"Earlier in the year we were playing Illinois and I took a timeout, we would have gotten scored on had we not taken that timeout because we were lined up wrong," the coach said. "So we're going to take those timeouts in the first half. We've had way too many of those, but that's part of it. I think it's part of the newness and learning and those types of things."
Another explanation Graham provided insinuated he believes certain stretches early in games are more critical than time preserving efforts at the end of them. Put simply: If the timeouts save the Sun Devils a score or gives them a score, it's worth burning one regardless of the time on the clock.
"Momentum is such a factor, you ever watch basketball?" Graham said. "It's like you've got to call that timeout to kill that momentum and I kind of felt from our kids like that. We're having those timeouts and as time goes by we'll have less of them."
Shanking two field goals and having one blocked all inside the 40 yard line on Saturday, ASU sophomore kicker Alex Garoutte was fortunate the Sun Devils left Berkeley with a victory, or else a large portion of the blame likely would've been placed on his shoulders.
On the season, Garoutte is 6-for-10 but ASU hasn't been in a game decided by field goals yet, save for the Missouri contest in which reserve quarterback Ryan Woods dropped a PAT snap.
But with conference play heating up, Graham believes field goals will almost certainly determine an outcome at some point down the stretch.
"We've got to kick the ball of course, we can't miss three field goals inside 40 yards and they know that," Graham said. "We've got to get better. We cannot have that. I told them today, I believe a special teams play will be the difference in a ballgame."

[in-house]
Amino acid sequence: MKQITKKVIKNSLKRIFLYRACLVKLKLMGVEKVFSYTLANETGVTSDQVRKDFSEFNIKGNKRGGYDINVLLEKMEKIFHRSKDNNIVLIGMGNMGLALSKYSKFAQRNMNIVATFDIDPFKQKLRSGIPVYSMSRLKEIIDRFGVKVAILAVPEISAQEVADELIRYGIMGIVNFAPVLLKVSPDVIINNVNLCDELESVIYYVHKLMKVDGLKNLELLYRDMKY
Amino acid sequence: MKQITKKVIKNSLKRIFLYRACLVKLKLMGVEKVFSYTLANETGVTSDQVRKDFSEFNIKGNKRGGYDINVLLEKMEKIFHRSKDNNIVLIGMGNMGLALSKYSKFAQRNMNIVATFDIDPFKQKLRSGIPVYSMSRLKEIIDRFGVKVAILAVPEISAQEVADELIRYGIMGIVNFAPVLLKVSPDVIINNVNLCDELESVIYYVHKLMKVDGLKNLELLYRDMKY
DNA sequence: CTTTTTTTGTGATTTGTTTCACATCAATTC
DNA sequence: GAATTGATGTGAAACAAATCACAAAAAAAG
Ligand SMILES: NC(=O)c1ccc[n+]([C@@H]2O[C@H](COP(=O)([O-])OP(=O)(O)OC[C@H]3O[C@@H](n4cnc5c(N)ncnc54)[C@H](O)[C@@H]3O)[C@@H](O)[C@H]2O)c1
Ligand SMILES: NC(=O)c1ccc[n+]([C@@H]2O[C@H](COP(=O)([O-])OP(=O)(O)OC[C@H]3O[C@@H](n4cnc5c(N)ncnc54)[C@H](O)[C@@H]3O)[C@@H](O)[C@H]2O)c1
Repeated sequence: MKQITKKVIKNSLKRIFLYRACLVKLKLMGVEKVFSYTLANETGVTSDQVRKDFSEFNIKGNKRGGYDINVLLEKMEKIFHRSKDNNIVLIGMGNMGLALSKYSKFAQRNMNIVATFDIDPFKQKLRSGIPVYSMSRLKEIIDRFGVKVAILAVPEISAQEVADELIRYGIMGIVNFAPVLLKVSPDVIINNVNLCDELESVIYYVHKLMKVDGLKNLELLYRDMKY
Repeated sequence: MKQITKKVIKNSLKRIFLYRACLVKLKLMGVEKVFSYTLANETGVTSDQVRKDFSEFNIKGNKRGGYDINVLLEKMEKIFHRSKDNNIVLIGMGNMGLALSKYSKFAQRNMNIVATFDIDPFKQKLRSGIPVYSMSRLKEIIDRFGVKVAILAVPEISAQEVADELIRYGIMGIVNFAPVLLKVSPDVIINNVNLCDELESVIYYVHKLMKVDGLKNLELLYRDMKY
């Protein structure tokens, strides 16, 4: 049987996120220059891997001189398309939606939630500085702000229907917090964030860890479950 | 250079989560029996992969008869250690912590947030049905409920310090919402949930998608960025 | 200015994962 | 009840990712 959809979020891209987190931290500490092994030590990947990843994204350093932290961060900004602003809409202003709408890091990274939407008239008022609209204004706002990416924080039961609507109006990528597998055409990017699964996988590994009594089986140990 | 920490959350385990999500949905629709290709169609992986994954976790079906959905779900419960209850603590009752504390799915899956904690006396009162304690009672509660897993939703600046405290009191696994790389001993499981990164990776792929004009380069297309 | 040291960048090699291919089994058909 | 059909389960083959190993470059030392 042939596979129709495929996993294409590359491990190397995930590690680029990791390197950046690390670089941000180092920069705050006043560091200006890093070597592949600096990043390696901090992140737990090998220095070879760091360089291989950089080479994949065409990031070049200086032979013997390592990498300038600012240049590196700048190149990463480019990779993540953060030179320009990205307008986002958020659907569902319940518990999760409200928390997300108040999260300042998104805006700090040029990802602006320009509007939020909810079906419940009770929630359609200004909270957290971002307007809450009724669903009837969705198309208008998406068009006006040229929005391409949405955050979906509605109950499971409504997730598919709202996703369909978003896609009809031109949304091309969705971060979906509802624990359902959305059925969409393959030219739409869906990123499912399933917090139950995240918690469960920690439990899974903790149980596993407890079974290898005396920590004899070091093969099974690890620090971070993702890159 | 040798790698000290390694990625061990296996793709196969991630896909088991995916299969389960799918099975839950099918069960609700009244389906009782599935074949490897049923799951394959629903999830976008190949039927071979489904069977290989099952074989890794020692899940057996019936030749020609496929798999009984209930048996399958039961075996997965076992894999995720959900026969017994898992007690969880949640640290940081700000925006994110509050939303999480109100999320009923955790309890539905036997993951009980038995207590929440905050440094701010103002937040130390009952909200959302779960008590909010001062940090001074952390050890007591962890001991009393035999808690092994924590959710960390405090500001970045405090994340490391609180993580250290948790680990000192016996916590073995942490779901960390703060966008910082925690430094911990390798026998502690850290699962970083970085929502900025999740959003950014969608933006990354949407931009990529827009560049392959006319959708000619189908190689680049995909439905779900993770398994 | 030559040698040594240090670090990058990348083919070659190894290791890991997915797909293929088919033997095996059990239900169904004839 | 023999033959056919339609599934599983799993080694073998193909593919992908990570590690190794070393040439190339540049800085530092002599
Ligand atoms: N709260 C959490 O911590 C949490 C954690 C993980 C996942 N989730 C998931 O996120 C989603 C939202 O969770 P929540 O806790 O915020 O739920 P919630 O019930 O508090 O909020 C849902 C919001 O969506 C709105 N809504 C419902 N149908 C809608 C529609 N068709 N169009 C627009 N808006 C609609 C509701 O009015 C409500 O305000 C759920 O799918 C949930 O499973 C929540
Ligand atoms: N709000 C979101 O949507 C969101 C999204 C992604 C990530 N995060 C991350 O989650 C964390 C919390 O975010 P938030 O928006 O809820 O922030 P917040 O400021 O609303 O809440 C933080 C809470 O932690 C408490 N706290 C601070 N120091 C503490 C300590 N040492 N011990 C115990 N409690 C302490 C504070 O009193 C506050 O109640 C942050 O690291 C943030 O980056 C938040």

Graham wouldn't commit to Garoutte being the team's kicker when it next takes the field at Colorado, but it appears the sophomore's job is safe for now at least.
"Every day is a competition," Graham said. "I've got great belief in our guys and what they're doing. Really I think some of the stuff is being distracted, a new snapper, a new holder, 90 percent of it is mental. But it's been a competition all along, it was a competition before that so we'll see how it goes."
With the Sun Devils enjoying their bye week leading up to their game against the Buffaloes, most ASU coaches will be on the road at some point in between practices, visiting potential recruits for the staff's first true class in Tempe.
"We had a lot of our guys out yesterday, most of our guys, and we'll use all of our opportunities," Graham said. "We're using a bunch of them this week with the bye week because the way the schedule is, this is it."
Armed with a 4-1 record to sell the program, the coaches think all of ASU's early victories will help during their trips.
"The best thing you can do with recruiting is win," Graham said. "If you win, recruiting all takes care of itself if you're working hard. Win a championship and it'll be easy."
Still, while trying to persuade the new crop into Sun Devil uniforms, the staff will continue to go about its typical duties even though the coaches won't be at home.
"Guys out on the road will also have their laptops and they're watching practice and getting ready for what we're doing," Graham said. "It's a balance and it's part of it but recruiting, personnel, is the single most important thing that we do, that I do, so I'll be out."